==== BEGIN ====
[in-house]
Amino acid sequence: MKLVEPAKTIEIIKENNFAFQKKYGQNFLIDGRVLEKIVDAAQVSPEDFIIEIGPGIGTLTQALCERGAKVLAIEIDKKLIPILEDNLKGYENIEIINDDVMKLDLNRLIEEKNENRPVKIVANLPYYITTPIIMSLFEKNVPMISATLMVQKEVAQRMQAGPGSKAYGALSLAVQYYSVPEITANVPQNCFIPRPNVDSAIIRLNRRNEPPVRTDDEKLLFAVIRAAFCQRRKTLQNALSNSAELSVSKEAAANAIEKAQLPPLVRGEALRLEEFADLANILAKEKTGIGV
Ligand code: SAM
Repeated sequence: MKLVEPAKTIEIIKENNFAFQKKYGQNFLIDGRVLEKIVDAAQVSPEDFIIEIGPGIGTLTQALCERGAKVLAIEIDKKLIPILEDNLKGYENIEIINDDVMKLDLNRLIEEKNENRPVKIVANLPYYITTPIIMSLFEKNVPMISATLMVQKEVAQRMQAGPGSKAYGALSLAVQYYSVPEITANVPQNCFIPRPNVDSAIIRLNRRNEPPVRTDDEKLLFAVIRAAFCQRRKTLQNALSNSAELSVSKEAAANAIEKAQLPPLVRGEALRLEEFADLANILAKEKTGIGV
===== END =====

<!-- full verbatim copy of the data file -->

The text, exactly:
[in-house]
Amino acid sequence: MKLVEPAKTIEIIKENNFAFQKKYGQNFLIDGRVLEKIVDAAQVSPEDFIIEIGPGIGTLTQALCERGAKVLAIEIDKKLIPILEDNLKGYENIEIINDDVMKLDLNRLIEEKNENRPVKIVANLPYYITTPIIMSLFEKNVPMISATLMVQKEVAQRMQAGPGSKAYGALSLAVQYYSVPEITANVPQNCFIPRPNVDSAIIRLNRRNEPPVRTDDEKLLFAVIRAAFCQRRKTLQNALSNSAELSVSKEAAANAIEKAQLPPLVRGEALRLEEFADLANILAKEKTGIGV
Ligand code: SAM
Repeated sequence: MKLVEPAKTIEIIKENNFAFQKKYGQNFLIDGRVLEKIVDAAQVSPEDFIIEIGPGIGTLTQALCERGAKVLAIEIDKKLIPILEDNLKGYENIEIINDDVMKLDLNRLIEEKNENRPVKIVANLPYYITTPIIMSLFEKNVPMISATLMVQKEVAQRMQAGPGSKAYGALSLAVQYYSVPEITANVPQNCFIPRPNVDSAIIRLNRRNEPPVRTDDEKLLFAVIRAAFCQRRKTLQNALSNSAELSVSKEAAANAIEKAQLPPLVRGEALRLEEFADLANILAKEKTGIGV